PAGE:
Totoya has been testing in Sardegna with his three official drivers (Latvala, Tanak and Lappi). Images from these tests show they have been working on the cooling of rear brakes. The picture below shows that modifications on rear brake air inlets have been evaluated.

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J.M.Latvala/M.Anttila, Toyota Yaris WRC, Test in Sardegna, April 2018 – picture extracted from Marcus Mache video

By comparison with the next picture, of Esapekka Lappi’s car in Corsica, the shape of the inlet is different, although the size seems to be similar to the previous configuration.

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E.Lappi/J.Ferm, Toyota Yaris WRC, Tour de Corse 2018, 6th – picture by Toyota Motorsport Corporation

Hyundai also announced the use of an engine joker for the Rally of Argentina. A new evolution of the engine will be used, which has been tested and validated by Mikkelsen, Neuville and Sordo in the tests the team has developed in Portugal in the last weeks. Additional power is always welcome, and especially in Argentina where, as in Mexico, last day stages take place at altitudes over 2000 meters, which significantly reduces engine performance. The reason is the lower pressure at altitude, which makes that, for the same volume, less air is available and, in consequence, less oxygen…although oxygen concentration remains the same.

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A.Mikkelsen/A. Jaeger, Hyundai i20 Coupé WRC, Test in Portugal, April 2018 – picture by GSI Manuel Carvalho

M-Sport also developed three days of comprehensive development tests (according to the official note from M-Sport) in the Alentejo area (Portugal) near Beja, in the search for rougher roads for better preparation for Argentina, with Elfyn Evans, Teemu Suninen and Sebastian Ogier. Images from these tests show that the test car is still using the new side mirrors design, while they have not been used yet in competition.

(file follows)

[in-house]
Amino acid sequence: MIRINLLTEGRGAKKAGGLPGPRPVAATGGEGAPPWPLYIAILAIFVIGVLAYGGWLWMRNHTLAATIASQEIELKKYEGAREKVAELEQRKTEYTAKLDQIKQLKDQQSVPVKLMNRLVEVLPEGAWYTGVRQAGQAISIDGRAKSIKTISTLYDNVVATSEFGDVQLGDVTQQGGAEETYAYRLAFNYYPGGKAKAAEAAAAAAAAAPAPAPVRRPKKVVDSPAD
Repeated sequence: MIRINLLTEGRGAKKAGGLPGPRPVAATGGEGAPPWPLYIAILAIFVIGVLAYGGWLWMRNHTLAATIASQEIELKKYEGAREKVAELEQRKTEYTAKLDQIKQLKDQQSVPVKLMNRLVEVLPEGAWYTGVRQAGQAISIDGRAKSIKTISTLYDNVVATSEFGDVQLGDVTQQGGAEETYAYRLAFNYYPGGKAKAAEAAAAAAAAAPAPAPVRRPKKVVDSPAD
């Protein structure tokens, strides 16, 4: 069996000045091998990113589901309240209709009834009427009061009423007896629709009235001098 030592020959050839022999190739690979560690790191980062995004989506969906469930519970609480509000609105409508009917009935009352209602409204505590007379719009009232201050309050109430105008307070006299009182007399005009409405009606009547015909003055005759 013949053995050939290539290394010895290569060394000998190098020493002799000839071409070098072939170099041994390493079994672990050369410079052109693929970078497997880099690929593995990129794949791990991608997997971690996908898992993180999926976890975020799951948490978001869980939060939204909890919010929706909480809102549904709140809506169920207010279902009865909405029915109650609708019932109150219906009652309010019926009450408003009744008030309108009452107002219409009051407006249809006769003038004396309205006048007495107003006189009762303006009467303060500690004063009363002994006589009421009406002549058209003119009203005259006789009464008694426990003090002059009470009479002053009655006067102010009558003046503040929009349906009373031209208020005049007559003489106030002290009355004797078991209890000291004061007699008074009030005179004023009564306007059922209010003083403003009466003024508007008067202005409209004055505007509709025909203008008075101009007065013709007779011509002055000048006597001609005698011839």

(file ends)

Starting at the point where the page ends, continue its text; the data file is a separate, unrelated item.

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T.Suninen/M.Markkula, Ford Fiesta WRC, Test in Sardegna, April 2018 – picture by Fabio Andre Carvalho for Planetemarcus

During the next races, some modifications on the Fiesta are expected, as a result of the support from Ford Performance, and, more specifically, from the visit the team made to the rolling road wind tunnel in Windshear (US) right after Rally of Mexico, where CFD design was validated and several modifications were evaluated. However, it is true that the performance of the Fiesta WRC in 2018 is almost perfect, after winning 3 out of 4 first rallies of the season, so probably some joker-free modifications have already been implemented.

For all teams, the car in gravel specifications means a loss in aerodynamic performances, as 1) softer suspension allows the car to an easier head up when accelerating and easier head down during braking, resulting in a reduced undercar aerodynamic efficiency, 2) car height is increased, also reducing the effect of the front splitter and side skirts, and 3) aerodynamic appendices are easily damaged in rough terrains, leaving the car with less downforce and even with a poor equilibrium that makes them undrivable.

The results from Rally Argentina, and more specifically from the first leg, will show the effectiveness of the gravel tests developed during April and will give a clue for the forthcoming rallies.

Update after Rally Argentina: great performance by Ott Tänak confirms the test the team did in Sardegna were really useful, as he led the rally with comfort, and declared that no set-up change was required in the whole weekend.

This post includes opinions of the author, which are certainly not always right. If you detect any error or you disagree, do not hesitate to contact us, by sending an email to wrcwings@gmail.com. We love to learn!